How bad is the wage gap for women in the workplace?
For college graduates, it's so bad that it begins even before women begin their careers.
According to a study by AAUW, Graduating to a Pay Gap: The Earnings of Women and Men One Year After College Graduation:
Women and men pay the same amount for their college degrees, but they often do not reap the same rewards. Among 2007-08 college graduates, women and men typically borrowed similar amounts to finance their educations, about $20,000. Because women are paid less than men are paid after college, student loan repayments make up a larger part of women's earnings. In 2009, among full-time workers repaying their loans one year after college graduation, just over half of women (53 percent) compared with 39 percent of men were paying more than what we estimate a typical woman or man could reasonably afford to pay toward student loan debt. These numbers have risen in recent years.
Outstanding student loans today total more than $1 trillion, surpassing credit card debt. Student loan debt has increased nearly 300 percent over the last eight years, according to a report by the New York Federal Reserve.
Is Congress doing anything about this problem? As a matter of fact they are. They're making it worse.
This July, unless Congress acts, the interest rate on federally subsidized Stafford loans is set to increase from 3.4 to 6.8 percent. In another example of the Congress' attitude of "don't tax the rich, but tax the most vulnerable," student loans are seen as a nice little moneymaker.
The federal government will make $34 billion this year on student loans. If Congress allows the interest rate on these loans to double, the federal government will bring in even more revenue -- money that comes straight from the pockets of students who had to borrow money to go to college.
Of course, not everyone has to pay such a burdensome rate of interest on loans. Big banks can borrow money from the Federal Reserve at a rate of less than 1 percent. There's something very wrong with this picture.
This week, I attended a breakfast meeting with Senator Elizabeth Warren (D. Mass.) where she spoke about the first piece of standalone legislation she is introducing in the United States Senate.
In a speech on the Senate floor, Sen. Warren said:
The Bank on Students Loan Fairness Act would allow students who are eligible for federally subsidized Stafford loans to borrow at the same rate that big banks get through the Federal Reserve discount window. For one year, the Federal Reserve would make funds available to the Department of Education to make loans to students at the same low rate offered to the big banks. This will give students relief from high interest rates while giving Congress time to find a long-term solution.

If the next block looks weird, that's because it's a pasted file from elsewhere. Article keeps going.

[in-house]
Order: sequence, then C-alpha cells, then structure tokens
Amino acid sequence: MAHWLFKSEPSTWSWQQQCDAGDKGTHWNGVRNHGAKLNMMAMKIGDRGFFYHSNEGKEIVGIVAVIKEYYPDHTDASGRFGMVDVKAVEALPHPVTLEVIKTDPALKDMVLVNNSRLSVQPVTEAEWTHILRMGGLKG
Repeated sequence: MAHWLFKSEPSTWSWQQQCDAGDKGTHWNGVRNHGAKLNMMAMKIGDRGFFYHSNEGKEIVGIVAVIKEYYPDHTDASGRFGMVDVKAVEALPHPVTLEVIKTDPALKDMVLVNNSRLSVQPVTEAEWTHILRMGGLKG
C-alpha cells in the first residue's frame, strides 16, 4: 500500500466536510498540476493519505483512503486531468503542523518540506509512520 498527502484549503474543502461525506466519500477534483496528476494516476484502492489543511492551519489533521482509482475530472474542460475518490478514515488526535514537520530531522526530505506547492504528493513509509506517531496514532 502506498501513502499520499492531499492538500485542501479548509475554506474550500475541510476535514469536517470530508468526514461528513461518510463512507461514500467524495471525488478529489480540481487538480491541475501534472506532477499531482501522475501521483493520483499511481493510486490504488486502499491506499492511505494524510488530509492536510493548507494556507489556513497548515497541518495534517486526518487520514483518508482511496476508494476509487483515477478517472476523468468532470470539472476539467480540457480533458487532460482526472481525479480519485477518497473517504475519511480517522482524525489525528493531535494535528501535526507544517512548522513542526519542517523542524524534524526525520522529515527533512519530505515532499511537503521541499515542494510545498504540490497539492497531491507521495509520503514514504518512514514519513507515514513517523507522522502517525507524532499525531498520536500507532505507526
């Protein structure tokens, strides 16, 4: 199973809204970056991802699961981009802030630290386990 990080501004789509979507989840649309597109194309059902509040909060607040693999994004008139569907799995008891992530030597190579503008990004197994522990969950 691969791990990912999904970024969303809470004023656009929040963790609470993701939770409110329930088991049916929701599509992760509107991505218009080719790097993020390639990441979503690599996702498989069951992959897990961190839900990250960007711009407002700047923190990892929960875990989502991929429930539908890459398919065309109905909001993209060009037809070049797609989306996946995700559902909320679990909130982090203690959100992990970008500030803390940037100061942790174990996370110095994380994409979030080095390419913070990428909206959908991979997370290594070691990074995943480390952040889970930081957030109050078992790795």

At our breakfast, I remembered that it was the mobilization of enormous grassroots support for the Consumer Financial Protection Bureau (then-Professor Warren's brainchild) that kept pressure on Congress to pass the legislation that established that agency. Her fight to keep student loan interest rates low is her next big campaign, and women should pull out all the stops to support her.
AAUW's findings tell us that women are disproportionately likely to take out loans; among 2007-2008 graduates, 68 percent of women borrowed money for college compared to 63 percent of men.
According to the AAUW report:
For many young women, the challenge of paying back student loans is their first encounter with the pay gap. "Student loan debt burden" is defined as the percentage of earnings devoted to student loan payments. A high student loan debt burden is an indicator that repayment may create hardship. Individuals with high student loan debt burden are less likely to own a home, have a car loan, or even make rent payments. High student loan debt burden is a challenge for a growing number of college graduates, men and women alike, but is particularly widespread among women, in large part because of the pay gap.
The National Organization for Women (NOW) has a long history of supporting equal pay, comparable worth and other policies that advance women's economic security. NOW was proud to support Elizabeth Warren in her successful campaign for the U.S. Senate, and we are equally proud to support her urgently needed legislation to reduce the burden of student loan debt.
It's hard to imagine how anyone could oppose a bill that simply requires the Fed to set interest rates for students at the same low rate the big banks get. But get this: an opponent of Sen. Warren's bill reportedly suggested -- presumably hoping we've all forgotten about the taxpayers' bailout of the too-big-to-fail banks -- that unlike students, the big banks deserve to pay a super-low interest rate because they never fail. And they say the 1 Percent has no sense of humor.
Elizabeth Warren has planted the flag for student loan reform by introducing her bill, and now it's up to us to mobilize support and pressure Congress to pass it. This is grassroots democracy at its best. So, blog about this, write letters to the editor, lobby your senators and your representative.
Help ensure that a college education is a pathway to fulfillment and success for women, and not an opening to crushing debt.
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